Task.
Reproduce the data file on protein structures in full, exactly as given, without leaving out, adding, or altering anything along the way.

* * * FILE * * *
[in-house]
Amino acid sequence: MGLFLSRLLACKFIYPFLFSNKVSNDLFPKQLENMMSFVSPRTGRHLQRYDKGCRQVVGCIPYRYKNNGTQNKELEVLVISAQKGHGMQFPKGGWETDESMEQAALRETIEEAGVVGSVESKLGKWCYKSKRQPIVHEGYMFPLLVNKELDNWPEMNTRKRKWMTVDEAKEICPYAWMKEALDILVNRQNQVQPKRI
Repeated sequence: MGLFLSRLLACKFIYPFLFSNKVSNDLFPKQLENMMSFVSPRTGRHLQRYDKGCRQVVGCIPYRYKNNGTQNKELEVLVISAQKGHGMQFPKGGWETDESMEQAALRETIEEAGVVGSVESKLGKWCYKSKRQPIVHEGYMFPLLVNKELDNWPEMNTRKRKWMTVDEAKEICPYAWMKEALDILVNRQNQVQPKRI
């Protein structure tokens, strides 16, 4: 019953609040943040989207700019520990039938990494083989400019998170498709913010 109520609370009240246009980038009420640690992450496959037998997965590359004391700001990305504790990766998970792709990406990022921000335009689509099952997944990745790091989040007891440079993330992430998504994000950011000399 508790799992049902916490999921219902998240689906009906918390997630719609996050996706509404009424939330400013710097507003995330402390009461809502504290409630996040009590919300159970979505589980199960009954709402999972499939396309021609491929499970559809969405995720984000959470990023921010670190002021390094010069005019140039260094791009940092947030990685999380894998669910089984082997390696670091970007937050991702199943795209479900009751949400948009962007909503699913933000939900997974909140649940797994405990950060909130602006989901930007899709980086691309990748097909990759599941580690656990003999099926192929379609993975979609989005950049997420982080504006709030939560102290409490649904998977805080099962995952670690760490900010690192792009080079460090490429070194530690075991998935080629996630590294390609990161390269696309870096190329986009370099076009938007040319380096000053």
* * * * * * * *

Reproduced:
[in-house]
Amino acid sequence: MGLFLSRLLACKFIYPFLFSNKVSNDLFPKQLENMMSFVSPRTGRHLQRYDKGCRQVVGCIPYRYKNNGTQNKELEVLVISAQKGHGMQFPKGGWETDESMEQAALRETIEEAGVVGSVESKLGKWCYKSKRQPIVHEGYMFPLLVNKELDNWPEMNTRKRKWMTVDEAKEICPYAWMKEALDILVNRQNQVQPKRI
Repeated sequence: MGLFLSRLLACKFIYPFLFSNKVSNDLFPKQLENMMSFVSPRTGRHLQRYDKGCRQVVGCIPYRYKNNGTQNKELEVLVISAQKGHGMQFPKGGWETDESMEQAALRETIEEAGVVGSVESKLGKWCYKSKRQPIVHEGYMFPLLVNKELDNWPEMNTRKRKWMTVDEAKEICPYAWMKEALDILVNRQNQVQPKRI
């Protein structure tokens, strides 16, 4: 019953609040943040989207700019520990039938990494083989400019998170498709913010 109520609370009240246009980038009420640690992450496959037998997965590359004391700001990305504790990766998970792709990406990022921000335009689509099952997944990745790091989040007891440079993330992430998504994000950011000399 508790799992049902916490999921219902998240689906009906918390997630719609996050996706509404009424939330400013710097507003995330402390009461809502504290409630996040009590919300159970979505589980199960009954709402999972499939396309021609491929499970559809969405995720984000959470990023921010670190002021390094010069005019140039260094791009940092947030990685999380894998669910089984082997390696670091970007937050991702199943795209479900009751949400948009962007909503699913933000939900997974909140649940797994405990950060909130602006989901930007899709980086691309990748097909990759599941580690656990003999099926192929379609993975979609989005950049997420982080504006709030939560102290409490649904998977805080099962995952670690760490900010690192792009080079460090490429070194530690075991998935080629996630590294390609990161390269696309870096190329986009370099076009938007040319380096000053």